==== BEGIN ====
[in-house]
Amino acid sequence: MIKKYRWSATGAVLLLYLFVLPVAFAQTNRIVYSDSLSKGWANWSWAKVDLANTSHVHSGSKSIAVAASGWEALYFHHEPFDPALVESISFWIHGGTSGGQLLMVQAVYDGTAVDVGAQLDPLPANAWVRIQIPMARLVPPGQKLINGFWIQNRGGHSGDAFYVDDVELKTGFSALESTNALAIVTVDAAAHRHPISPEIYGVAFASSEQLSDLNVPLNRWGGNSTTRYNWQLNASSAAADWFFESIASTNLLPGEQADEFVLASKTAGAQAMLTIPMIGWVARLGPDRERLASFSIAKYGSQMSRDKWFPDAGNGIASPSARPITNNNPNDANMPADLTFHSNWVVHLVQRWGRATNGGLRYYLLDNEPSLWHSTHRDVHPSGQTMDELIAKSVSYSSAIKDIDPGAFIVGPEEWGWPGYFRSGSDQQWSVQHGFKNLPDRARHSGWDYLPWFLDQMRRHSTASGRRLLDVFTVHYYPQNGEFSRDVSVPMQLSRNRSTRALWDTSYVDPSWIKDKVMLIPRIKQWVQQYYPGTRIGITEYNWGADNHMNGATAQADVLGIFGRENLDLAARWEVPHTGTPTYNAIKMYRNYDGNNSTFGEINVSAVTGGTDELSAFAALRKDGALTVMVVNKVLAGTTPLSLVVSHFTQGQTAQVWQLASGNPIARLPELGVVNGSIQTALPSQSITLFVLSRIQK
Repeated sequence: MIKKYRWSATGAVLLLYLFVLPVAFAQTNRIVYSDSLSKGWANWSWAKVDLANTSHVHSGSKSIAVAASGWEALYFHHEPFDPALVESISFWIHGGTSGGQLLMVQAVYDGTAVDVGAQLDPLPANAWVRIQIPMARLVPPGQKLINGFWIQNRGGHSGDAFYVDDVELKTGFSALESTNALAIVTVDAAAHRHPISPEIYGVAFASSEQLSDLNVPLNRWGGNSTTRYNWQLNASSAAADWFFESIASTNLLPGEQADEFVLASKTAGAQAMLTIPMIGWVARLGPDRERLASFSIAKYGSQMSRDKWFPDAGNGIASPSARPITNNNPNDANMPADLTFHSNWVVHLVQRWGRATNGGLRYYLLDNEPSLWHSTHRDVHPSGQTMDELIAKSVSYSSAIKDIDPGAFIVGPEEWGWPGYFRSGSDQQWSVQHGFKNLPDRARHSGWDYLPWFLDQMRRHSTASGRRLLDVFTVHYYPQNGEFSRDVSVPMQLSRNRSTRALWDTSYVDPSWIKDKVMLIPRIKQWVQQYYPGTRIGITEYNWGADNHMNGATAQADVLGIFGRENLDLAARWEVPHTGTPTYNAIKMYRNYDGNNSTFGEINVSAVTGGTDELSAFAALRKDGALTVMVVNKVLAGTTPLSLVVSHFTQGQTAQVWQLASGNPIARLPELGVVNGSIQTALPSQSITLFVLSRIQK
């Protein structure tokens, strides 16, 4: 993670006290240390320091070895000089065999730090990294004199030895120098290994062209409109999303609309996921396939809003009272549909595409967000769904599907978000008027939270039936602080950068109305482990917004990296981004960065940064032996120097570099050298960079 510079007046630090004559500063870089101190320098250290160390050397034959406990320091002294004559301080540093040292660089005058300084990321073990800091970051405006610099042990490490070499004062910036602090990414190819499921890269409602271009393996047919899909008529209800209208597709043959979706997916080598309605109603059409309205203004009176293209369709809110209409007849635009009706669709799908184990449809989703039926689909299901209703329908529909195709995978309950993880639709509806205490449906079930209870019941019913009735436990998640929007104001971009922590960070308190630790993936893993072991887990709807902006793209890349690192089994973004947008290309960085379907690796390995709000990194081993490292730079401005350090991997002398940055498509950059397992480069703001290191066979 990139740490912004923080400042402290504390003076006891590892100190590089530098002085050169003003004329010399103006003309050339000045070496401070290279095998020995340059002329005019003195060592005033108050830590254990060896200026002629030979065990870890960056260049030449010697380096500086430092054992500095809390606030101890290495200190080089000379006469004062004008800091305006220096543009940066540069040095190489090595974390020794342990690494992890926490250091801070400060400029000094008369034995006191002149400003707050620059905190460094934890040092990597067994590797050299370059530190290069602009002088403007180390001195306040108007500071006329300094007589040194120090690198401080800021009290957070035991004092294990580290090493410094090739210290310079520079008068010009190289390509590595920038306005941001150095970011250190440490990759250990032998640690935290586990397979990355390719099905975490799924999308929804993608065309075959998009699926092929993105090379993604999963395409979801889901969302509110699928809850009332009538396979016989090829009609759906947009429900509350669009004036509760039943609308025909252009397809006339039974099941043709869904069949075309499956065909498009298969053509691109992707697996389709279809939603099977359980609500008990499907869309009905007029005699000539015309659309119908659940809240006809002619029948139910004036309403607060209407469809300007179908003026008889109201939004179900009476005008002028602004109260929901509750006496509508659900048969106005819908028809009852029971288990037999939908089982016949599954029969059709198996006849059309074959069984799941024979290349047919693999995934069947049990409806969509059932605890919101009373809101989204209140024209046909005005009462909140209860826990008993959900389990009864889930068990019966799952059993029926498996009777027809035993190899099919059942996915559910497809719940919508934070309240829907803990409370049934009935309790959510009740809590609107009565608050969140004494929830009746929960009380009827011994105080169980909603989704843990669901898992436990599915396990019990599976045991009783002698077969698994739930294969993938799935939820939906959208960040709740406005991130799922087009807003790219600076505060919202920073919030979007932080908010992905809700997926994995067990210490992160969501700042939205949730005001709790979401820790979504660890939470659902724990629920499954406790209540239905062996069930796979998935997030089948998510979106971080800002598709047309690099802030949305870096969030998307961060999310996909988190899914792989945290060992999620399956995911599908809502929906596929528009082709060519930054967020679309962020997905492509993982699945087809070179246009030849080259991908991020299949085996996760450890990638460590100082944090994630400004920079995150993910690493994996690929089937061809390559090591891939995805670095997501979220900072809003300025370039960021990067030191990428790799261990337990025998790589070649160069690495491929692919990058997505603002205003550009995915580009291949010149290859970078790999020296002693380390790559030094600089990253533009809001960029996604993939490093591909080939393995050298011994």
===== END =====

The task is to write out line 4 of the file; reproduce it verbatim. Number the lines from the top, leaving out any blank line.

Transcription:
């Protein structure tokens, strides 16, 4: 993670006290240390320091070895000089065999730090990294004199030895120098290994062209409109999303609309996921396939809003009272549909595409967000769904599907978000008027939270039936602080950068109305482990917004990296981004960065940064032996120097570099050298960079 510079007046630090004559500063870089101190320098250290160390050397034959406990320091002294004559301080540093040292660089005058300084990321073990800091970051405006610099042990490490070499004062910036602090990414190819499921890269409602271009393996047919899909008529209800209208597709043959979706997916080598309605109603059409309205203004009176293209369709809110209409007849635009009706669709799908184990449809989703039926689909299901209703329908529909195709995978309950993880639709509806205490449906079930209870019941019913009735436990998640929007104001971009922590960070308190630790993936893993072991887990709807902006793209890349690192089994973004947008290309960085379907690796390995709000990194081993490292730079401005350090991997002398940055498509950059397992480069703001290191066979 990139740490912004923080400042402290504390003076006891590892100190590089530098002085050169003003004329010399103006003309050339000045070496401070290279095998020995340059002329005019003195060592005033108050830590254990060896200026002629030979065990870890960056260049030449010697380096500086430092054992500095809390606030101890290495200190080089000379006469004062004008800091305006220096543009940066540069040095190489090595974390020794342990690494992890926490250091801070400060400029000094008369034995006191002149400003707050620059905190460094934890040092990597067994590797050299370059530190290069602009002088403007180390001195306040108007500071006329300094007589040194120090690198401080800021009290957070035991004092294990580290090493410094090739210290310079520079008068010009190289390509590595920038306005941001150095970011250190440490990759250990032998640690935290586990397979990355390719099905975490799924999308929804993608065309075959998009699926092929993105090379993604999963395409979801889901969302509110699928809850009332009538396979016989090829009609759906947009429900509350669009004036509760039943609308025909252009397809006339039974099941043709869904069949075309499956065909498009298969053509691109992707697996389709279809939603099977359980609500008990499907869309009905007029005699000539015309659309119908659940809240006809002619029948139910004036309403607060209407469809300007179908003026008889109201939004179900009476005008002028602004109260929901509750006496509508659900048969106005819908028809009852029971288990037999939908089982016949599954029969059709198996006849059309074959069984799941024979290349047919693999995934069947049990409806969509059932605890919101009373809101989204209140024209046909005005009462909140209860826990008993959900389990009864889930068990019966799952059993029926498996009777027809035993190899099919059942996915559910497809719940919508934070309240829907803990409370049934009935309790959510009740809590609107009565608050969140004494929830009746929960009380009827011994105080169980909603989704843990669901898992436990599915396990019990599976045991009783002698077969698994739930294969993938799935939820939906959208960040709740406005991130799922087009807003790219600076505060919202920073919030979007932080908010992905809700997926994995067990210490992160969501700042939205949730005001709790979401820790979504660890939470659902724990629920499954406790209540239905062996069930796979998935997030089948998510979106971080800002598709047309690099802030949305870096969030998307961060999310996909988190899914792989945290060992999620399956995911599908809502929906596929528009082709060519930054967020679309962020997905492509993982699945087809070179246009030849080259991908991020299949085996996760450890990638460590100082944090994630400004920079995150993910690493994996690929089937061809390559090591891939995805670095997501979220900072809003300025370039960021990067030191990428790799261990337990025998790589070649160069690495491929692919990058997505603002205003550009995915580009291949010149290859970078790999020296002693380390790559030094600089990253533009809001960029996604993939490093591909080939393995050298011994």